Progress Report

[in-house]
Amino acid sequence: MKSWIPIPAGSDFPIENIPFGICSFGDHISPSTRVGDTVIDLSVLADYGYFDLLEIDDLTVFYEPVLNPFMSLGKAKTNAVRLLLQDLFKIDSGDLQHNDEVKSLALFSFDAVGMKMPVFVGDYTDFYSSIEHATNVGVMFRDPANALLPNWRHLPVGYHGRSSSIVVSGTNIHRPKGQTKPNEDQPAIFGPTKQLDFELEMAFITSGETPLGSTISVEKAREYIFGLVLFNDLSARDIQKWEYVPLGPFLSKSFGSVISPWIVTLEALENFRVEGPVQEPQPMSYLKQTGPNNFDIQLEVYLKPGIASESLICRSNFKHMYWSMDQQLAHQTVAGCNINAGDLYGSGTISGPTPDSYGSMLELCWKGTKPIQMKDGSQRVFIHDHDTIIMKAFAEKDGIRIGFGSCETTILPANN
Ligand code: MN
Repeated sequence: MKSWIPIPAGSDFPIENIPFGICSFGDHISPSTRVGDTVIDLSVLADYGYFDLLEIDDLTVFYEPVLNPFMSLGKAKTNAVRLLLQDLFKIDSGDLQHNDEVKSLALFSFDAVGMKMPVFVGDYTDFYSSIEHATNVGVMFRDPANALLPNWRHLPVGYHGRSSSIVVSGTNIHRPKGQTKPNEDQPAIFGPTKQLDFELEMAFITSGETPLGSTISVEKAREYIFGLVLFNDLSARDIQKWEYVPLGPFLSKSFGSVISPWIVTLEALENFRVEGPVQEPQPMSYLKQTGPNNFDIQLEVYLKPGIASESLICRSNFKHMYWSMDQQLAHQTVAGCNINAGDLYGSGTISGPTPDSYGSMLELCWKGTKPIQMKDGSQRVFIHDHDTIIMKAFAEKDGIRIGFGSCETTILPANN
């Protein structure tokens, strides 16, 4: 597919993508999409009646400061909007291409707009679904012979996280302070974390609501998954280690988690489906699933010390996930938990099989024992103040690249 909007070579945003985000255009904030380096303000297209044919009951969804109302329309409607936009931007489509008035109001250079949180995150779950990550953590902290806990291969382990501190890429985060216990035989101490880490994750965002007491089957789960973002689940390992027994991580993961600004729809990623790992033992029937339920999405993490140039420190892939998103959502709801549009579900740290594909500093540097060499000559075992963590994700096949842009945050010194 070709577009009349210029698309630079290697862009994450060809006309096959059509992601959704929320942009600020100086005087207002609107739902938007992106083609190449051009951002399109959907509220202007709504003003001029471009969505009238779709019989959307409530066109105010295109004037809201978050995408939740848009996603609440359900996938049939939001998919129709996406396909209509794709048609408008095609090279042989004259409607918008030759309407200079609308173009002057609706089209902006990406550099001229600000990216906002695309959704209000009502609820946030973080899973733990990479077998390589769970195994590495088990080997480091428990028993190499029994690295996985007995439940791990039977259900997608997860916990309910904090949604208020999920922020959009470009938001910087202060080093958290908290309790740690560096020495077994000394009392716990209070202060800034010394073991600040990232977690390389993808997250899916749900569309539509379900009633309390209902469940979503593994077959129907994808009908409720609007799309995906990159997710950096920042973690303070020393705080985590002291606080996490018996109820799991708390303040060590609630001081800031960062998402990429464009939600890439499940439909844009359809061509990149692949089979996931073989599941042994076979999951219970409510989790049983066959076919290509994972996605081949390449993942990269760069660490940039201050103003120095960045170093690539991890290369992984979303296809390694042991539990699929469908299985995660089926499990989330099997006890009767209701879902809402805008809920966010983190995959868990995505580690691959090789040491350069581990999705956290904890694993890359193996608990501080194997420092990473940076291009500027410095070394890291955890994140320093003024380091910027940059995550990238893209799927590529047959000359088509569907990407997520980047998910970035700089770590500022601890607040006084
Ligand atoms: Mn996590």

Objective 1a. Laboratory studies to determine the minimum effective moisture regimes for fungal infection of western flower thrips under constant and fluctuating temperature regimes have been completed (see accomplishments). Results indicated that, under constant 25 degrees Celsius or daily fluctuating temperatures of 15–25 degrees Celsius, around 40 hours of high humidity was sufficient to support high levels of infection by biocontrol fungi. Greenhouse pest managers can apply this tactic by making spray applications during late afternoon and maintain high humidity conditions during a period comprising the subsequent night (when high humidity is most easily maintained), the next day (when maintenance of high humidity is most difficult), and the second night. Objective 2a. The Asian ambrosia beetles Xylosandrus germanus (black stem borer), Xylosandrus crassiusculus (granulate ambrosia beetle), and Cnestus mutilatus (camphor shot beetle) are invasive pests that attack a wide range of woody host plants, including many orchard and nursery trees. Research on control of these pests have been conducted by ARS scientists in Ithaca, New York, in collaboration with entomologists from Cornell University and the University of Tennessee. Results from controlled experiments conducted under field conditions have indicated that spray applications of entomopathogenic fungi can significantly impact populations of foundress female beetles and their broods and that mycoparasitic fungi can kill or suppress the associated fungal symbionts these beetles grow in their galleries for food, reducing or eliminating brood production. Testing of fungal pathogens in commercial nursery and orchard crops has been delayed due to a critical SY (Scientist) vacancy; however, collaborative efforts with Cornell scientists are continuing. Insect-repellent products, developed for other systems, are being tested alone and in combination with novel chemical insecticides on stressed potted apple saplings placed in commercial orchards. Potted apple trees, flooded with water, represent stressed, attractive beetle host plants that can be destructively sampled (growers are reluctant to allow sampling of production trees even if heavily infested). Additionally, 25-centimeter-long apple bolts around 3 centimeters in diameter (preferred size for attack by black stem borer), presoaked in ethanol, represent a highly attractive substrate for treatment applications. These are currently deployed in Cornell Campus natural areas previously identified as having large populations of ambrosia beetles. High beetle activity enables rapid elucidation of treatment effects. Anticipation of peak flight times is needed to provide a window of opportunity for successful applications of pesticides (chemical and biological) against ambrosia beetles. Trapping strategies are being tested in and around commercial apple orchards to improve detection of peak activity and to identify pest population centers or “hotspots.” Used in conjunction with orchard surveys, trapping can also pinpoint individual stressed trees that are highly susceptible to attack, enabling growers to spot-treat. High-dose treatments of hotspots or individual trees, as opposed to broadcast treatments at lower doses, can maximize pesticide efficacy while minimizing the amounts of material used. Alcohol-baited traps situated at orchard borders have detected apparent movement of beetles from adjacent wood lots, suggesting potential for elimination of external sources of beetles (for example, via sanitation to remove recently deceased woody materials). Analysis of trap data is resulting in benefits to participating growers. Efforts are also underway to establish a laboratory colony of the granulate ambrosia beetle for investigations of its susceptibility to a broader range of fungal pathogens. This insect is a major pest of woody ornamentals and fruit and nut trees throughout the southeastern U.S. It has recently become a problem also in the northwest and is becoming more prevalent in New York. Objective 2c. Field research by scientists of ARS-Ithaca, New York (in collaboration with researchers of ARS-Hilo, Hawaii and the University of Hawaii, Hilo) aimed at assessing efficacy of spray applications of Beauveria bassiana-based biopesticides against coffee berry borer (CBB) was completed in September 2017. Data collected during four field seasons (2014–2017) in the South Kona and Kau coffee growing districts of Hawaii Island are being analyzed for publication. Specimens of Beauveria collected from more than 8000 adult female CBB found in post-treatment samples were screened as either commercial strain GHA or wild strains, and this information was used to provide accurate estimates of strain GHA efficacy (taking into account the contributions to control by the naturally-occurring strains). Identity of wild strains vs. strain GHA were based on colony morphology in culture and confirmed by genetic testing. Preliminary analysis indicates that activity of the wild strains rarely accounted for greater than 5% mortality in fields treated regularly with strain GHA. However, infection by wild strains could increase to around 20% in these fields under highly favorable conditions (prolonged periods with dense cloud cover, abundant rainfall, high humidity, and moderate temperatures). Under such conditions in untreated fields, even higher rates of infection were observed (up to 42%), but these natural Beauveria outbreaks did not prevent significant crop damage (see accomplishments). Analysis has also revealed that direct infection by spray-applied Beauveria accounted for only 15% mortality of beetles within one week after spray. However, subsequent sporulation of the pathogen on killed beetles resulted in infection of an additional 10% of the CBB (adult female beetles) attacking the crop, even under dry conditions. Each spray application thus produced, on average, 25% mortality of the pest populations sampled within 10 days following a spray. Removal of beetle-infested green berries and raisins (dried berries left in the field after harvest) prior to or very early in the coffee season was found to be a highly effective tactic for beetle control, especially in combination with Beauveria applications. In the absence of constant beetle emergence from the raisin reservoir (where beetle reproduction and development can continue for many months), Beauveria-spray programs resulted in infection of nearly 70% of the beetle population. The combined control tactics limited damage to less than or equal to 10%, even on farms in areas where feral or poorly managed coffee were sources of migrating beetles. Both sanitation (due to labor) and Beauveria spray applications are expensive control options, and if cost limits growers to just one or the other, our findings indicate that sanitation should be recommended. Objective 2d. Studies aimed at genetic and biological characterization of the wild strains of Beauveria bassiana collected from Hawaiian coffee fields has been completed (see accomplishments). Strains representing all major genotypes have been preserved in the ARS Collection of Entomopathogenic Fungal Cultures (ARSEF). Eleven of these strains and several strains from other locations (Puerto Rico and Africa) have been assessed for commercial mass-production potential and bioassayed against CBB to determine their virulence relative to commercial strain GHA. A number of these exhibited virulence and mass-production potential equal to, or greater than, strain GHA. In our field studies, the Hawaiian strains also exhibited a greater capacity for persistence and natural spread in CBB populations than strain GHA, and in view of these numerous positive attributes, we conclude that these fungi are strong candidates for commercial development as biocontrol agents. Additional testing would be required, however, to determine if these fungi possess other key attributes of strain GHA, including activity against a broad range of insect pests and exceptional stability (shelf life) following production and formulation.